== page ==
Admissions teams at UK universities are preparing for clearing to be more competitive than ever this year, after a drop in applications put students firmly in the driving seat.
With some institutions still looking to expand following the lifting of student number controls in England, sector leaders predicted that some institutions would lower their entry requirements in a bid to secure students when exam results are released next week.
Universities with mid-range requirements are most likely to be squeezed in the race for recruitment, it has been suggested.
Overall, applications to UK universities were down 4 per cent this year, with significant drops in the number of European Union and mature students combining with the long-term decline in the size of the youth population.
“Clearing will be as competitive as previous years, if not more so because of the demographic dip,” said Christina Edgar, head of student recruitment and admissions at the University of Sheffield. “It is going to be a great year for students,” she added.
Mike Nicholson, director of student recruitment and admissions at the University of Bath, said that there would be only a “very small” number of universities not looking to take students through clearing this year.
He said that institutions are likely to make offers to students with lower grades than in previous years in a bid to secure them amid the competition.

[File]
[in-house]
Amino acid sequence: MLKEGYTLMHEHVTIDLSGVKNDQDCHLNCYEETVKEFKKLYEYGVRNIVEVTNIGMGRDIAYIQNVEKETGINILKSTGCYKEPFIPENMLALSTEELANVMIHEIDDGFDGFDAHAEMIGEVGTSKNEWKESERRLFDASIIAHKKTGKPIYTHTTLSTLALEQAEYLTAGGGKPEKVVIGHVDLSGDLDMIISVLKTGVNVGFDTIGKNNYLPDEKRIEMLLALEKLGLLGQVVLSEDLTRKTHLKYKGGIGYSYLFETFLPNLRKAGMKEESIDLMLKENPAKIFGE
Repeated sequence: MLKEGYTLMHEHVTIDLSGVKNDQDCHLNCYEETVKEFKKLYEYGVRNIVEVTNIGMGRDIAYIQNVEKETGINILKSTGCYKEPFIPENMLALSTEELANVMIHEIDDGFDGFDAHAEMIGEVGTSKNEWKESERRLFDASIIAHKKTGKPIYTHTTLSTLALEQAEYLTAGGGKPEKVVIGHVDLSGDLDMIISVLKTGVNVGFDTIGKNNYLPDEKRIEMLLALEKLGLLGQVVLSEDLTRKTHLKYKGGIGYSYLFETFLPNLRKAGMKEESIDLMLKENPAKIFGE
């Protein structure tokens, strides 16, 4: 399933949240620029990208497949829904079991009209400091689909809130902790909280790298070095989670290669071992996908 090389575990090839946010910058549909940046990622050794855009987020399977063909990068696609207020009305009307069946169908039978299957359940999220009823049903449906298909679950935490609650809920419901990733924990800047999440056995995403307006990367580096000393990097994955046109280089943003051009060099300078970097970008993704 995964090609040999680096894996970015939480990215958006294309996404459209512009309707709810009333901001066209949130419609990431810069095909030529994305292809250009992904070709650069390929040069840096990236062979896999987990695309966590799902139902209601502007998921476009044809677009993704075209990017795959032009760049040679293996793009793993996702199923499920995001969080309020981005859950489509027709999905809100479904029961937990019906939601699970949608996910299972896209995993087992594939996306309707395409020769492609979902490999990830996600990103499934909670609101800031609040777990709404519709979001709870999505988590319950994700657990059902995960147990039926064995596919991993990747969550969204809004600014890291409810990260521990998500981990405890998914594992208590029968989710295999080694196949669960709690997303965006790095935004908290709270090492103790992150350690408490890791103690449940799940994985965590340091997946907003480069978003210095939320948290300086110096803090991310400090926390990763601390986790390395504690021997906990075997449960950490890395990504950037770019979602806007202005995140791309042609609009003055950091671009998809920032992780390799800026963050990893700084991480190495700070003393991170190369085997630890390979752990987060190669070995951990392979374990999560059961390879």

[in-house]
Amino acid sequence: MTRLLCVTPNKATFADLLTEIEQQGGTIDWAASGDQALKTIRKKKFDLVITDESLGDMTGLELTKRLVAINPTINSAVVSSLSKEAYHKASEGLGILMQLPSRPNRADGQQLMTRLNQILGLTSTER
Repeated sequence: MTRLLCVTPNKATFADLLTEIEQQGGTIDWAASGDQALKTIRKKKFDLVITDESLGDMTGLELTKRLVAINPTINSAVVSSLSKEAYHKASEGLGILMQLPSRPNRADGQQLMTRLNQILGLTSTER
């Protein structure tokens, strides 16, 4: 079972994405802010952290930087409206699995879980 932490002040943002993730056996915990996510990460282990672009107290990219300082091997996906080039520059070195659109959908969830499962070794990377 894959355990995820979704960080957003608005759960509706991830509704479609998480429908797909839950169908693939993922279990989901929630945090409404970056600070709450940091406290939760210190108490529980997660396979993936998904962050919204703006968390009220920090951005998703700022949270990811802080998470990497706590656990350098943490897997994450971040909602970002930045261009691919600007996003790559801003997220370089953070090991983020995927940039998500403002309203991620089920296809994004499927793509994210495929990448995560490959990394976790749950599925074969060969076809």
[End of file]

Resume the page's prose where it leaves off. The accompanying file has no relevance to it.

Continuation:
“A lot of universities have already made unconditional offers to students. If they are prepared to do that, then they are going to be prepared to make lower offers,” he said.
Following the release of the teaching excellence framework results, some institutions may try to use their performance in this exercise to lure in students, Mr Nicholson added.
“Universities that have a gold rating will be pushing hard to promote this in their publicity campaigns,” he said.
Mr Nicholson predicted that institutions that accept students with mid-range entry grades were likely to be most affected by the competitiveness of clearing this year. The most selective institutions will dip into the pool of students with grades lower than they would usually accept, he said.
But at the same time, students attending low-tariff universities, who often look at factors such as location and cultural ties when deciding where to study, will not necessarily look to upgrade to a medium-tariff institution. This leaves these medium-tariff institutions “likely to take the hit” on clearing recruitment, he said.
Sir Ian Diamond, vice-chancellor of the University of Aberdeen and deputy chair of Ucas, said that it did “no one any favours” to drop entry requirements too low. Universities need to make sure that students have the background to succeed on the courses that they are accepted on to, he said.
The competitiveness of clearing was the new normal in the wake of the lifting of the numbers cap in England, Sir Ian added. “There is always a competition for the best students in clearing,” he said.